I hadn't originally planned on posting defensive results for this game. Although I am going to try and chart the defensive plays for all the games this season, my plan is to only post individual game results for the big opponents (Michigan State, UNC, Louisville, etc) and then give periodic updates of aggregate results throughout the season (look for the first one of those sometime in the next week). Then Dominique Hawkins got 18 minutes against Robert Morris and showed some great defense during his time on the floor, so I'll post some results for everyone who got significant minutes, but this DSS is dedicated to #25.
|Kentucky Defense||Game||1st Half||2nd Half|
The 67.1 defensive efficiency is the best mark posted by the Cats so far. It's a little deceiving though because Robert Morris missed a bunch of open shots. I expect that to be a focal point for Cal in the weeks to come.
Individual 4 Factors
|Name||Opp eFG%||Opp TO%||FTRate||DRb%|
A good all-around game for Dominique. He didn't grab any defensive rebounds which is a little disappointing given how many shots Robert Morris players missed - you would think one would bounce his way, purely by chance if nothing else. Here is his complete box score line:
|Name||Min||FGM||FGA||3PTM||3PTA||FTM||FTA||Def Rb||Blocks||FTO||Steals||Points Allowed
Hawkins only gave up a single field goal - the three pointer at the end of the first half. That shot was well contested however:
Hawkins defended this inbound play as well anyone possibly could - this is a case where you just tip your hat to Karvel Anderson for hitting a tough shot.
Individual Defensive Ratings
Okay: don't freak out about Hawkins' Defensive Rating. This is mainly the result of some of the behind - the - scenes calculations that go into the defensive rating. I'm going to go into a little more detail about that below for those who are curious about it, but basically his defense is just fine and this is the kind of thing that can happen in a single game.
- Dominique did a great job staying with his man: he was run around the court most of the game but stayed right with his guy the whole time.
- He fought past screens: I counted only one or two times when he had to switch on a screen - all the other times he was able to slip past them and stay with his guy.
- Active arms and hands: Hawkins keeps his body in motion at all times. If his guy stopped to survey the defense DH would take a swipe at the ball or wave his arms up and down to disrupt vision and passing angles. He was always active.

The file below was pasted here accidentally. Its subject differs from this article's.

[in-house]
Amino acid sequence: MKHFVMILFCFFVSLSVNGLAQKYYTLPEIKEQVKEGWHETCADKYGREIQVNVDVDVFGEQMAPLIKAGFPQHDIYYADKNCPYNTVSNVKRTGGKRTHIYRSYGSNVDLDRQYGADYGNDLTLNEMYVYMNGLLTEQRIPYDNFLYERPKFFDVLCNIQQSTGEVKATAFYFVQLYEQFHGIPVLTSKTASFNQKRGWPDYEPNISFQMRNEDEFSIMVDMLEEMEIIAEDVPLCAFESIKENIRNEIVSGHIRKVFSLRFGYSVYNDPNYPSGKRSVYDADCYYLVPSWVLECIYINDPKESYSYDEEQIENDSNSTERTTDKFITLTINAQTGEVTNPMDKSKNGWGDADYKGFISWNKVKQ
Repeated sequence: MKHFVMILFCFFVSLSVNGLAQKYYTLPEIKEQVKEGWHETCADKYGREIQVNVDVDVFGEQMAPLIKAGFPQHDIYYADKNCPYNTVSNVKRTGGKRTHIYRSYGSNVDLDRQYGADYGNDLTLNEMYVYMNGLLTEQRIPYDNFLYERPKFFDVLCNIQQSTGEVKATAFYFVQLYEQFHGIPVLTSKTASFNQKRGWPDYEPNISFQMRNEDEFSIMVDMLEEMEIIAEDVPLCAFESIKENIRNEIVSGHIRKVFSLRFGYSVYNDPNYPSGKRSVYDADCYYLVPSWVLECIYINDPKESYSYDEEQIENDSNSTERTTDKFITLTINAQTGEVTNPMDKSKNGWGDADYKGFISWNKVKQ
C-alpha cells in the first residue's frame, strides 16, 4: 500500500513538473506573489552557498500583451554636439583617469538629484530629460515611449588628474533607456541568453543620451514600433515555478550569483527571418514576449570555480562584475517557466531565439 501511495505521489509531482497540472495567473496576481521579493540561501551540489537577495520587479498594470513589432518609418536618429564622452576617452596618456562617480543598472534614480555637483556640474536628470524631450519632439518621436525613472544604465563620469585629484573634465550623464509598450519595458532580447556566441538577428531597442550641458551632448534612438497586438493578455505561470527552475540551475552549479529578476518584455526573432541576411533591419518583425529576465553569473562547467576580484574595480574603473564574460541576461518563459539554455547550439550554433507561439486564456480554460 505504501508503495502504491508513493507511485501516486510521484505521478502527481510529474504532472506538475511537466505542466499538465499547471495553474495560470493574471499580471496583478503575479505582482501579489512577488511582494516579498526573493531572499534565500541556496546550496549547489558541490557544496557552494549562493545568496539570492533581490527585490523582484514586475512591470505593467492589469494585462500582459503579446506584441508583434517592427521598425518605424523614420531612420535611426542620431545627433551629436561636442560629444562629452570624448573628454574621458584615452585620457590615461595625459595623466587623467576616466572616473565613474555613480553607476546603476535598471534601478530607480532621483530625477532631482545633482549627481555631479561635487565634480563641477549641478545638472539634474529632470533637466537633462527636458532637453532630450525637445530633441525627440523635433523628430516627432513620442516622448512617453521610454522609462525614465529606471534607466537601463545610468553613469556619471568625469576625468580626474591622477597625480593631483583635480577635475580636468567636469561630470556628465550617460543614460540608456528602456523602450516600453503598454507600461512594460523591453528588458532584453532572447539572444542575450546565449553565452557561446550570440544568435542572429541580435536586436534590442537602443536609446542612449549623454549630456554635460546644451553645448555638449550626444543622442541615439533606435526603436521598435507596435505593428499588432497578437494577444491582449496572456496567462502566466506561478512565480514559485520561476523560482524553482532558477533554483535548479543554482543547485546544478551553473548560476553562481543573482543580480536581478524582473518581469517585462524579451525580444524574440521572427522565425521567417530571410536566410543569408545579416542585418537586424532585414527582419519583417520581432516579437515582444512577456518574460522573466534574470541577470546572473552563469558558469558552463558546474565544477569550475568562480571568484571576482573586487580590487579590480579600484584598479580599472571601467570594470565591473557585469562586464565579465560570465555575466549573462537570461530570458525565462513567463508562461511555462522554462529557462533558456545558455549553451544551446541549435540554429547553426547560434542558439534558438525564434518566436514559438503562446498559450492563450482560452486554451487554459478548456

- Great awareness off the ball: The play where Hawkins got his block started with him off the ball, chasing Britton Lee around the floor before getting run off a screen near the elbow. Hawkins recognized almost immediately that Lee was going to get the ball and cut to the basket and you can see him speed up so that he could catch up and get between Lee and the goal and the block was the result.
All in all a great game for Hawkins. I think his role is going to be similar to that of DeAndre Liggins on the 2010 team - a guy that Cal can bring off the bench when he needs a good defender. It remains to be seen how effective Hawkins can be against the better teams, but his hustle and activity lead me to believe he is going to be good against the UNC's and Louisville's as much as the Robert Morris's of the world.
A digression into DRtg calculation
A primary component into the calculation of Defensive Rating is estimating the number of stops a player accounts for. Stops are mostly gained in one of two ways: forcing turnovers and forcing missed shots while grabbing the resulting defensive rebound. Turnovers are easy to deal with since pretty much by definition a turnover = a stop. Missed shots require a bit more work though.
Just forcing a miss isn't enough - you also need someone on the team to grab the rebound. Thus credit for the stop has to be split between the player who forces the miss and the player who grabs the rebound while stripping out the times when the other team grabs the offensive rebound. How that credit gets split depends on the relative difficulty in accomplishing each task in the game: if the opposing team is shooting well then forcing a missed shot is somewhat more valuable than grabbing the rebound for example.
In the case of this game, Robert Morris did a pretty decent job on the offensive glass (31.6 OffRB%) but were terrible from the floor (23.2 FG%). Because of this, defensive rebounds were a bit more valuable than missed shots and that affected Hawkins since he didn't grab any boards. He helped force 3.5 misses (he split credit with Dakari on one of those) but a couple of those were rebounded by the offense and he had to split credit on the ones the weren't and the rebounder got more than he did.